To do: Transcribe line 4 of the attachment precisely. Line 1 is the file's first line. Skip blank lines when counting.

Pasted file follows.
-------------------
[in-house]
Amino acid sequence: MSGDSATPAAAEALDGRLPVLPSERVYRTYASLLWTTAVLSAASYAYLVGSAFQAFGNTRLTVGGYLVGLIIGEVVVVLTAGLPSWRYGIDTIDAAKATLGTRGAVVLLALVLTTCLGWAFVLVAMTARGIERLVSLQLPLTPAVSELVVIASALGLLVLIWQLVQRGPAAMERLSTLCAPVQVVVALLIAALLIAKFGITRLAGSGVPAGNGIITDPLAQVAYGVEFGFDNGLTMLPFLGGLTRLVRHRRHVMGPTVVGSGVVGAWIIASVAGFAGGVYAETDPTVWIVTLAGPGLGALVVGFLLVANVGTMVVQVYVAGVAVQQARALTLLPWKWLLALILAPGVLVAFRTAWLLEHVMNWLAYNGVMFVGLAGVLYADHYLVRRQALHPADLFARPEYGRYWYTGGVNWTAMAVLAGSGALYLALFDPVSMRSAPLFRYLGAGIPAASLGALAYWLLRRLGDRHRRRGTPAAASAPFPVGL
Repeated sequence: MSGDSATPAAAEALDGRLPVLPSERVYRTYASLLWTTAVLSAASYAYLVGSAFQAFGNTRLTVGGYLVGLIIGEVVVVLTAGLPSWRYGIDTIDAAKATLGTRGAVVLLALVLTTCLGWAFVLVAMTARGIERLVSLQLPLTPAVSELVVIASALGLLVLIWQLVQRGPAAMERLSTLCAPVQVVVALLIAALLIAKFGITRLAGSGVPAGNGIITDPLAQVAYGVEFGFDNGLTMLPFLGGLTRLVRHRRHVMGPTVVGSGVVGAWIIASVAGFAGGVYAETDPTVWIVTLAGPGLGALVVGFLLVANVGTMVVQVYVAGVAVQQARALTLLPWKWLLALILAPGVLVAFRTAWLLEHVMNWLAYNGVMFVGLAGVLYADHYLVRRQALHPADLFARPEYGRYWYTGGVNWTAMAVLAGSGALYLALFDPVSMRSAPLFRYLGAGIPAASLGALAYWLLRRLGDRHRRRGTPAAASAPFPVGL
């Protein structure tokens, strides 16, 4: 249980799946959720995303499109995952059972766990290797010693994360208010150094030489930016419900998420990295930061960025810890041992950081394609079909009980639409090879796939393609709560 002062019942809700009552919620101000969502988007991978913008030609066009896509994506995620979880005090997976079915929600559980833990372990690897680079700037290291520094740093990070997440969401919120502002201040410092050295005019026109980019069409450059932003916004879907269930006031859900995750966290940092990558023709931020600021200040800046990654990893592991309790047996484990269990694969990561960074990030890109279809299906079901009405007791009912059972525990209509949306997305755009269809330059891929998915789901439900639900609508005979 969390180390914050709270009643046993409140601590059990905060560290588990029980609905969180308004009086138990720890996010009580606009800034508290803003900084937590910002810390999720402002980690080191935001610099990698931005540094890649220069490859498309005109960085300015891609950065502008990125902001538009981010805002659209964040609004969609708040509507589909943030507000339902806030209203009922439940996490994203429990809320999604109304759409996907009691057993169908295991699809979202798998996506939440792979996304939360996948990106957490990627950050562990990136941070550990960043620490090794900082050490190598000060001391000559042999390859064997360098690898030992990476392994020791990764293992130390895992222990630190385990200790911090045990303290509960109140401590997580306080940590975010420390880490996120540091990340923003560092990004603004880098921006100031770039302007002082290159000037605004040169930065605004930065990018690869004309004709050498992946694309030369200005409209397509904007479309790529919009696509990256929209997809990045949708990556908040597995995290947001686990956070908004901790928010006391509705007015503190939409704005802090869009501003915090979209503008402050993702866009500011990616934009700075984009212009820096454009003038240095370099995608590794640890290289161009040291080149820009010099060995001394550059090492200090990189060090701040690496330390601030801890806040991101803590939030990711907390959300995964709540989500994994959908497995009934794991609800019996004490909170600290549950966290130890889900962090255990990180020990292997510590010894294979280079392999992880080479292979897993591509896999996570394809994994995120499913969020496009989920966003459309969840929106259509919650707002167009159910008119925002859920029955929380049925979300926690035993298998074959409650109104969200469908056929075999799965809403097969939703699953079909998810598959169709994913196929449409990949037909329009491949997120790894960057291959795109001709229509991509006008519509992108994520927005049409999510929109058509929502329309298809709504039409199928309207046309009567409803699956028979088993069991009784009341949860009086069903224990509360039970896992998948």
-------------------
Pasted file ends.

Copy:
């Protein structure tokens, strides 16, 4: 249980799946959720995303499109995952059972766990290797010693994360208010150094030489930016419900998420990295930061960025810890041992950081394609079909009980639409090879796939393609709560 002062019942809700009552919620101000969502988007991978913008030609066009896509994506995620979880005090997976079915929600559980833990372990690897680079700037290291520094740093990070997440969401919120502002201040410092050295005019026109980019069409450059932003916004879907269930006031859900995750966290940092990558023709931020600021200040800046990654990893592991309790047996484990269990694969990561960074990030890109279809299906079901009405007791009912059972525990209509949306997305755009269809330059891929998915789901439900639900609508005979 969390180390914050709270009643046993409140601590059990905060560290588990029980609905969180308004009086138990720890996010009580606009800034508290803003900084937590910002810390999720402002980690080191935001610099990698931005540094890649220069490859498309005109960085300015891609950065502008990125902001538009981010805002659209964040609004969609708040509507589909943030507000339902806030209203009922439940996490994203429990809320999604109304759409996907009691057993169908295991699809979202798998996506939440792979996304939360996948990106957490990627950050562990990136941070550990960043620490090794900082050490190598000060001391000559042999390859064997360098690898030992990476392994020791990764293992130390895992222990630190385990200790911090045990303290509960109140401590997580306080940590975010420390880490996120540091990340923003560092990004603004880098921006100031770039302007002082290159000037605004040169930065605004930065990018690869004309004709050498992946694309030369200005409209397509904007479309790529919009696509990256929209997809990045949708990556908040597995995290947001686990956070908004901790928010006391509705007015503190939409704005802090869009501003915090979209503008402050993702866009500011990616934009700075984009212009820096454009003038240095370099995608590794640890290289161009040291080149820009010099060995001394550059090492200090990189060090701040690496330390601030801890806040991101803590939030990711907390959300995964709540989500994994959908497995009934794991609800019996004490909170600290549950966290130890889900962090255990990180020990292997510590010894294979280079392999992880080479292979897993591509896999996570394809994994995120499913969020496009989920966003459309969840929106259509919650707002167009159910008119925002859920029955929380049925979300926690035993298998074959409650109104969200469908056929075999799965809403097969939703699953079909998810598959169709994913196929449409990949037909329009491949997120790894960057291959795109001709229509991509006008519509992108994520927005049409999510929109058509929502329309298809709504039409199928309207046309009567409803699956028979088993069991009784009341949860009086069903224990509360039970896992998948």